Publication Type:Journal Article
Source:Studies in Conservation, Volume 62, Number 6, p.343-353 (2017)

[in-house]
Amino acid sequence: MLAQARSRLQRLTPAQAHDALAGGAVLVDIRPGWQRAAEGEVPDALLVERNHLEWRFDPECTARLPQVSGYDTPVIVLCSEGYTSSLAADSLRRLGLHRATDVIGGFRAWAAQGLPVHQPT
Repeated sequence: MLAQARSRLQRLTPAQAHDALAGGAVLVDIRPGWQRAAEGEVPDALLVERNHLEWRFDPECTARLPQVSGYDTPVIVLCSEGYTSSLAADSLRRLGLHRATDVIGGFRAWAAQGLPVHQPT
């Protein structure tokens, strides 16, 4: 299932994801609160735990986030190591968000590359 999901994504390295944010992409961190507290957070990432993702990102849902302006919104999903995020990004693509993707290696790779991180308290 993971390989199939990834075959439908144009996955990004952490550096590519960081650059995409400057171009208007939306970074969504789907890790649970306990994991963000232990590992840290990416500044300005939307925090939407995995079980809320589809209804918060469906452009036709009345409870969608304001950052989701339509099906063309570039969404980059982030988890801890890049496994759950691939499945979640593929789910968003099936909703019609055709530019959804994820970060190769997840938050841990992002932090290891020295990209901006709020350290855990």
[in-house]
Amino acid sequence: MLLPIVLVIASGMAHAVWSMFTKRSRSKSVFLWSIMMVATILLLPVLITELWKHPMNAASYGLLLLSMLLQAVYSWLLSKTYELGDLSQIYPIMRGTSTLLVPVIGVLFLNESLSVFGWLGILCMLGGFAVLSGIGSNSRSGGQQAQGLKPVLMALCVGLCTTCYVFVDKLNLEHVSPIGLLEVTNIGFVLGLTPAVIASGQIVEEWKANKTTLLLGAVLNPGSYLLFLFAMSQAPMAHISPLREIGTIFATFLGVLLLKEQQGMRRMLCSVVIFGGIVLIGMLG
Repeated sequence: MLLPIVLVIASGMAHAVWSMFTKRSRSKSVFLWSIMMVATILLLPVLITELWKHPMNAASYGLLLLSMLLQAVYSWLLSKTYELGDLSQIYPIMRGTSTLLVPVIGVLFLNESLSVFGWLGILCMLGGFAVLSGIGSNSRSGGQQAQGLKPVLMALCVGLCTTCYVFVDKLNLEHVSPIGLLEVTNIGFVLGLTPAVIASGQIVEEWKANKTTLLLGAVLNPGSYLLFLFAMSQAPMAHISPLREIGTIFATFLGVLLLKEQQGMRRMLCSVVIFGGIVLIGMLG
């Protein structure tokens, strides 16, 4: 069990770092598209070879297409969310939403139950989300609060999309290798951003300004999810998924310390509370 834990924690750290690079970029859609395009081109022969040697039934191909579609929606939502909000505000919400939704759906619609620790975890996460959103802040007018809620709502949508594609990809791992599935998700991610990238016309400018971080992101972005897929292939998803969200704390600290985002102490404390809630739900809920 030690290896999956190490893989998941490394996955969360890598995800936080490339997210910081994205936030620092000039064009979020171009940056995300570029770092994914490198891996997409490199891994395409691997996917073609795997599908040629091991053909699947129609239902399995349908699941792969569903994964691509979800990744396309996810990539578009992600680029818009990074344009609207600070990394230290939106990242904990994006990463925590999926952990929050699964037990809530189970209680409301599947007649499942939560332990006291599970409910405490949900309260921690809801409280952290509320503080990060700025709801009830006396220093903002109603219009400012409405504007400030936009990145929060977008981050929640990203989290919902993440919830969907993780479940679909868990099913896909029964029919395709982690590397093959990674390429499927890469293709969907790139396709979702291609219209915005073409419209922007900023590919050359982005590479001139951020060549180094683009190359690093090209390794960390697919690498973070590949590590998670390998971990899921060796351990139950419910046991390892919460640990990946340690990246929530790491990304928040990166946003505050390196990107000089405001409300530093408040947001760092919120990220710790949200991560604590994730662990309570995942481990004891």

The Powerhouse Museum in Sydney, Australia houses the world's most significant and comprehensive collection of Speedo swimwear and accessories. The museum has identified a problem with the long-term storage of certain Spandex/Lycra® items where the elastane fibre has degraded leading to oil formation. Attenuated total reflection Fourier transform infrared spectroscopy (ATR-FTIR) determined that most of these garments were manufactured using nylon-elastane fibres, and the elastane component comprises polyetherurethane or polyesterurethane polymers. Certain polyesterurethanes are known to be vulnerable to hydrolysis, and this was confirmed for a subset of the collection using two chemical testing protocols, and a thermal testing protocol that reproduced the oil formation. A polyetherurethane garment in the collection was unchanged by these tests. The oil from the thermal testing was confirmed as a breakdown product of the polyester component of the elastane fibre, using ATR-FTIR spectroscopy, X-ray photoelectron spectroscopy, and time-of-flight secondary ion mass spectrometry. The study demonstrates the value of ATR-FTIR for minimally invasive identification of elastane fabrics that may require specialized storage in a humidity-controlled environment.